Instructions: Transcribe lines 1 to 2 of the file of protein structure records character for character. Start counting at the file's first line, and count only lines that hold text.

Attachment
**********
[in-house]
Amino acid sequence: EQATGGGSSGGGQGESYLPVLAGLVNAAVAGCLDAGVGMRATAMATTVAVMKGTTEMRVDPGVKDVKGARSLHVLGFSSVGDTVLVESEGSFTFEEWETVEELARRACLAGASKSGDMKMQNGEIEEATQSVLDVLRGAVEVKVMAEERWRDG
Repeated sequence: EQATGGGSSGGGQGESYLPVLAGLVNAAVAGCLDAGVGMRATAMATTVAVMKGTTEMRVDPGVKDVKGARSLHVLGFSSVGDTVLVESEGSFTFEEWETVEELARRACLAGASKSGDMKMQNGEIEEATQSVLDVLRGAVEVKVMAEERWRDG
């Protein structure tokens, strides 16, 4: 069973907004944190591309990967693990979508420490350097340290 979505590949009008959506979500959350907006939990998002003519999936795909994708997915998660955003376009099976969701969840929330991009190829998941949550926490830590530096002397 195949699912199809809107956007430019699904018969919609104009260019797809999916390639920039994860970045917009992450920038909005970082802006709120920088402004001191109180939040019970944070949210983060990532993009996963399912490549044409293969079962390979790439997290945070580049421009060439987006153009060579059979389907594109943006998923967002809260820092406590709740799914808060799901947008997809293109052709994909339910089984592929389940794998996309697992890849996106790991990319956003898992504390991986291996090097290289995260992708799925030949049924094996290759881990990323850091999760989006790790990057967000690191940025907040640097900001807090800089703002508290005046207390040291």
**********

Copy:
[in-house]
Amino acid sequence: EQATGGGSSGGGQGESYLPVLAGLVNAAVAGCLDAGVGMRATAMATTVAVMKGTTEMRVDPGVKDVKGARSLHVLGFSSVGDTVLVESEGSFTFEEWETVEELARRACLAGASKSGDMKMQNGEIEEATQSVLDVLRGAVEVKVMAEERWRDG